October has been a “surprisingly good month” for the North Sea oil and gas industry, according to a leading Scottish economist.
Inverness based Tony Mackay said that the struggling sector was given a boost this month after a “very difficult” three years following the oil price collapse.
In his latest report on the Scottish economy he stated that there were at least three events worth celebrating over the past four weeks.
These included Statoil announcing a small discovery in the Outer Moray Firth, Shell revising development plans for the Fram field, and Chevron’s announcement about extending the life of the Captain oil field.
Brent also benefited from a boost in oil price.
Mr Mackay added: “World oil prices rose in September and have remained at around the same level during October.
“Brent crude was trading at $58 a barrel at the time of writing (Oct 25).”
“However, the Scottish Government announced a ban on “fracking” for oil and gas in Scotland. That was approved in the Scottish Parliament by 91 votes to 28.”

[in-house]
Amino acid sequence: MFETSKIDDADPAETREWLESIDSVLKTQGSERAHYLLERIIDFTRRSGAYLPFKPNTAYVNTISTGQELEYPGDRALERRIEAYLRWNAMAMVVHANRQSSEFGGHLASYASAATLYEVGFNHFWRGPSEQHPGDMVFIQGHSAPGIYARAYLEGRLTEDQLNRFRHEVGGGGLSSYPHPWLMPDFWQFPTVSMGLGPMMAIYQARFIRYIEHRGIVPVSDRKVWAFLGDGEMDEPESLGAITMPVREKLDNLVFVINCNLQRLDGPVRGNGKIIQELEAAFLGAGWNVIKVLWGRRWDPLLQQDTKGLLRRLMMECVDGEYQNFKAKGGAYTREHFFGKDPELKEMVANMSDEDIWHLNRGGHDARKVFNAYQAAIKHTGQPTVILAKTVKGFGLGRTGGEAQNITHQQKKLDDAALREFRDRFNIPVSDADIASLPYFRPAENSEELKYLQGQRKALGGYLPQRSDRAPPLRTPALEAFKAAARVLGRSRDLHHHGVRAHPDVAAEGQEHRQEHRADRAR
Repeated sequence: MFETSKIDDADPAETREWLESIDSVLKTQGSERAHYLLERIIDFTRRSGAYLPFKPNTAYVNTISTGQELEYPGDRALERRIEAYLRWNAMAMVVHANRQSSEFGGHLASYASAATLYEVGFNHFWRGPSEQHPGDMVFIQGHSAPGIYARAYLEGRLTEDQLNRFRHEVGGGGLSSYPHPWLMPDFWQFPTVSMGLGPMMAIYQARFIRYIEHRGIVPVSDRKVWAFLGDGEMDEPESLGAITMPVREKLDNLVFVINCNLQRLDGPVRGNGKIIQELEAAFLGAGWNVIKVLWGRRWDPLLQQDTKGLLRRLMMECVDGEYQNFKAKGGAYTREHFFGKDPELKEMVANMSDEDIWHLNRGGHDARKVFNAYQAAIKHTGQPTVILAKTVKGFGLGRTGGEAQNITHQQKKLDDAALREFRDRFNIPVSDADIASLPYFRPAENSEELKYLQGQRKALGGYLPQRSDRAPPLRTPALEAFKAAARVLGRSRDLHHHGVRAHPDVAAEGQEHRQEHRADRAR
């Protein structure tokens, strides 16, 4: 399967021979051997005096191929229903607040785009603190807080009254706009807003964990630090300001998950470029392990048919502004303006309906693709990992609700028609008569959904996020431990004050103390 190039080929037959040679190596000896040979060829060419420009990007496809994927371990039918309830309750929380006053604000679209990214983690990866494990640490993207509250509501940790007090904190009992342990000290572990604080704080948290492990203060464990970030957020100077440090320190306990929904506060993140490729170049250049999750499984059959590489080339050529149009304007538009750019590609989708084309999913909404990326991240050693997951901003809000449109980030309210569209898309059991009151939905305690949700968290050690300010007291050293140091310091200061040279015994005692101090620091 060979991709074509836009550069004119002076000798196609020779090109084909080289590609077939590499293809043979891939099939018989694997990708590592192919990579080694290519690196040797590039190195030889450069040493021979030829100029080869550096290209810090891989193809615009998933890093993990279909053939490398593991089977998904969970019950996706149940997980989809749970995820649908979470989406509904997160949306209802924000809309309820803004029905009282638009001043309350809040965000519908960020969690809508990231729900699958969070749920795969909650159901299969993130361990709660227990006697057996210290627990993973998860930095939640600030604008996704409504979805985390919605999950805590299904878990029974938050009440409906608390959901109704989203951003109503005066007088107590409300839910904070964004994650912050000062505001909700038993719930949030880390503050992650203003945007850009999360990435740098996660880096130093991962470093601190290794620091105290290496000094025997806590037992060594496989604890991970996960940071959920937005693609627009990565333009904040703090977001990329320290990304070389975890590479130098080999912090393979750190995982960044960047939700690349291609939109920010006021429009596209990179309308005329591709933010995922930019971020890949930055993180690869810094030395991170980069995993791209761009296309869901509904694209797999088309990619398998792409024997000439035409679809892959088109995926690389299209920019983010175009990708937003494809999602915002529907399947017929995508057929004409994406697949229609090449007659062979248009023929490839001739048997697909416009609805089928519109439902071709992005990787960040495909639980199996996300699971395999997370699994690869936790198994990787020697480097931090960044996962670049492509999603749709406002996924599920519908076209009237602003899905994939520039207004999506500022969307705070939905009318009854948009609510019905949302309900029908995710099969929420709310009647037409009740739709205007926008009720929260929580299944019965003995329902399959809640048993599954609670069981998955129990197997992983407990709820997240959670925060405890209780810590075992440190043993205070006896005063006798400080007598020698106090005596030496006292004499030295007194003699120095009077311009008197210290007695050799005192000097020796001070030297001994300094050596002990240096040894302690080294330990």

Mr Mackay added that it was a “mixed month” for the renewable energy industry.
He said: “The highlight was undoubtedly the start of electricity production from the Hywind floating wind farm located offshore Peterhead. This is claimed to be the first of its type in the world.
“However, there are doubts over the futures of two other proposed floating wind farms, off Dounreay in the Pentland Firth and off Kincardine.
“The Scottish Government surprised many people by supporting Perth and Kinross Council’s rejection of plans for an onshore wind farm at Amulree in Perthshire.”
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